Eye injuries and heat and cold illness are also within our scope of treatment, as are the more common issues such as treating chafe, picking out a splinter, patching a blister, treating an allergic reaction and easing the pain of sunburn.
ABOVE : I SEWED UP THIS CLEAR PLASTIC "TOOL ROLL" ON MY WIFE'S SEWING MACHINE. THE ROLL IS OVER A METRE LONG, AND THE POCKETS KEEP EVERYTHING ORGANISED AND EASY TO LOCATE, BEST OF ALL NOTHING BLOWS AWAY IN THE WIND!
Any of these mishaps can occur on a hunt. Whether you are away in a remote area like Fjordland, or on an afternoon farm fringe hunt, you need to be prepared to respond. First aid kits take many forms, and it makes good sense to plan for a worst case first aid situation. The hunter's first aid kit should be stocked with sufficient items to treat all of the people in the group, and the potential injuries the user may encounter during an incident. Remember too, that your first aid kit Personal Locator Beacon [PLB], UHF radio, mobile phone and survival kit all form part of the standard DRABCDE response.
The first aid kit I take hunting is based around treating myself and perhaps two other hunters for the common and potential issues previously noted, while I am a day or two away from help. I also carry a more comprehensive and heavily stocked first aid kit in my vehicle. When travelling to a third world country I will add sterile surgical supplies that I give to medical personnel to protect me from infection.
I have included, from my personal experience and research, who I think are the best three suppliers/brands in first aid kits that hunters will find useful:
The Equip and Aide websites list the individual items within the kit, the weight, dimensions and price of all of their kits and also sell individual items online. The Equip website in particular is well worth a look. Equip are an Australian Company who sell a range of high quality outdoor equipment, and their first aid kits are very well thought out. Equip also have a very useful information section that includes a handy comparison table to help you choose which of their first aid kits is best suited to your needs.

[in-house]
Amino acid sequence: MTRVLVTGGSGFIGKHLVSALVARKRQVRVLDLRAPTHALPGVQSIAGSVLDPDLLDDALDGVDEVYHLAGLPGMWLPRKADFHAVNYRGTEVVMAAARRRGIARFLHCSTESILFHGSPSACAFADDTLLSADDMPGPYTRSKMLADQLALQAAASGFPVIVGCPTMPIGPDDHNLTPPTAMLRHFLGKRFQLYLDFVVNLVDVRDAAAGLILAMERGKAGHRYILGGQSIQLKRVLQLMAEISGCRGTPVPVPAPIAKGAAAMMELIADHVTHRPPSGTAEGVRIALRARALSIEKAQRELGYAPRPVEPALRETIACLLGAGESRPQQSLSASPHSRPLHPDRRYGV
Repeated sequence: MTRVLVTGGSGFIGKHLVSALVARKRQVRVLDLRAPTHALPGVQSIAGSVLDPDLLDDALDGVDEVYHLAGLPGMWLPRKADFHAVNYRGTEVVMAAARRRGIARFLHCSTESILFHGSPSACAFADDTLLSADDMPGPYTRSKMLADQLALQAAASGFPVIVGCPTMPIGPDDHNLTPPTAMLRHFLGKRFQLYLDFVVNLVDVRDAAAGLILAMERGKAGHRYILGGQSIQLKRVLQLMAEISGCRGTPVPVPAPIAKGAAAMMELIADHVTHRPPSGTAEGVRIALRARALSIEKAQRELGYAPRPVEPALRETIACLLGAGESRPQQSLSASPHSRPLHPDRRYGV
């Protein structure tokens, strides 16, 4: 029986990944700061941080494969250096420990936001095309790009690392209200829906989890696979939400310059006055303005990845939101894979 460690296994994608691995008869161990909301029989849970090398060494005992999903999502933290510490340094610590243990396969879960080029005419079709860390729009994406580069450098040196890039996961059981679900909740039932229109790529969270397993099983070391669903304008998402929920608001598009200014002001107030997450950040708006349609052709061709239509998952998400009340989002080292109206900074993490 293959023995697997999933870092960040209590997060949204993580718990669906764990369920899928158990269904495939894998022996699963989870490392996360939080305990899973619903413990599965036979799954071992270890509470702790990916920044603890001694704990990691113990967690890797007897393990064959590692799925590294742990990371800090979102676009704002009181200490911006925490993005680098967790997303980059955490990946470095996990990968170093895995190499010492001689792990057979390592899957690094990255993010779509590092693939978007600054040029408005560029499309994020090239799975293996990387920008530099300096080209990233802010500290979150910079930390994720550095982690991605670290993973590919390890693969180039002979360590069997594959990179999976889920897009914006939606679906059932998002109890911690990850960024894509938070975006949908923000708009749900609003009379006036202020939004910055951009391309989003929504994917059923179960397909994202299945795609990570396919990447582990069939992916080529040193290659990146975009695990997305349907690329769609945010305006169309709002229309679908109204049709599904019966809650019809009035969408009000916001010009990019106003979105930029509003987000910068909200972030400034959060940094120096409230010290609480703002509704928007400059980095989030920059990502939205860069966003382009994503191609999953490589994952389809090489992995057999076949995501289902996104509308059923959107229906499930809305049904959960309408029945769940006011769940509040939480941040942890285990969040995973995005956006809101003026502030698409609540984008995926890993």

ABOVE : A BURN DRESSING AND ELECTROLYTE ARE VERY HANDY ITEMS TO INCLUDE IN YOUR FIRST AID KIT. KILT PINS ARE VERY HANDY WHEN USING CLOTHING FOR IMMOBILISING LIMBS.
All three suppliers offer a range of first aid kits containing the essential first aid items listed in the table below.
|Danger||Assess and neutralise the danger|
|Response||Check the level of consciousness. Is the casualty alert, semi conscious or unconscious? Do they respond to painful stimuli? Check for any medi alert bracelet etc.|
|Airway||Check and clear the airway|
|Breathing||Check the casualty is breathing and start CPR / EAR if required.|
|Circulation||Check circulation and treat any bleeding.|
|Defibrilate & Document||In the field there probably won't be a defibrillator handy but if there is you should use it. You probably won't get to go to hospital with the casualty, so you should always include a waterproof notebook and pencil in your fist aid kit to document the observations and any treatment or medication you have used so that health professionals down the line will know.|
|Evacuate||For life threatening injuries like snake bite, deploy your PLB. For non life threatening injuries evacuate the casualty by whatever means are available.|
Trafalgar's 'Adventure First Aid Kit' 'Survival First Aid Kit' & 'Go Anywhere Waterproof First Aid Kit' would all suit a hunter's needs.
'Adventure First Aid Kit' also contains Burn-aid Gel, a poncho and waterproof matches.
'Survival First Aid Kit' includes a wind up torch and whistle.
To me, the pick of the kits is: 'Go Anywhere Waterproof First Aid Kit', as it has everything you need and nothing you don't, and the waterproof bag is very useful to protect the contents. That said, a small waterproof bag can be purchased separately to suit whatever first aid kit you purchase.
Equip have broad range of kits. For hunters, I would recommend:
'PRO 1' measuring 210mm x 160mm x 65mm and weighing 355gm ($110.95)
'PRO 2' measuring 240mm x 160mm x 115mm and weighing 700gm for backpacking trips ($163.95). These prices were correct as at Nov 2015.
My pick is the 'PRO 2'.
While it is more than twice the weight of the PRO 1, it has the essentials and a range of lightweight professional medical equipment in sufficient quantity to service a medium sized group travelling in remote areas. If you are travelling to a third world country, the Equip Emergency Trauma Kit ($29.80) is good insurance.
I'm not so familiar with Aide products, having only recently discovered their website. Aide first aid kits come in dry bags and are well labelled and coded so you can locate them quickly. There are soft cases to keep tools and equipment dry, and most items are foil or vacuum sealed to keep them clean and reduce bulk. Restocking online is a simple process.
The Adventurer SC - Large group kit ($129.95) is suitable for hunters and includes a 48 page weatherproof Aide first aid guide.
The kit weighs 650gm and measures 290mm x 200mm with the depth variable depending on any additional supplies carried by the user.
|ESSENTIAL FIRST AID KIT ITEMS|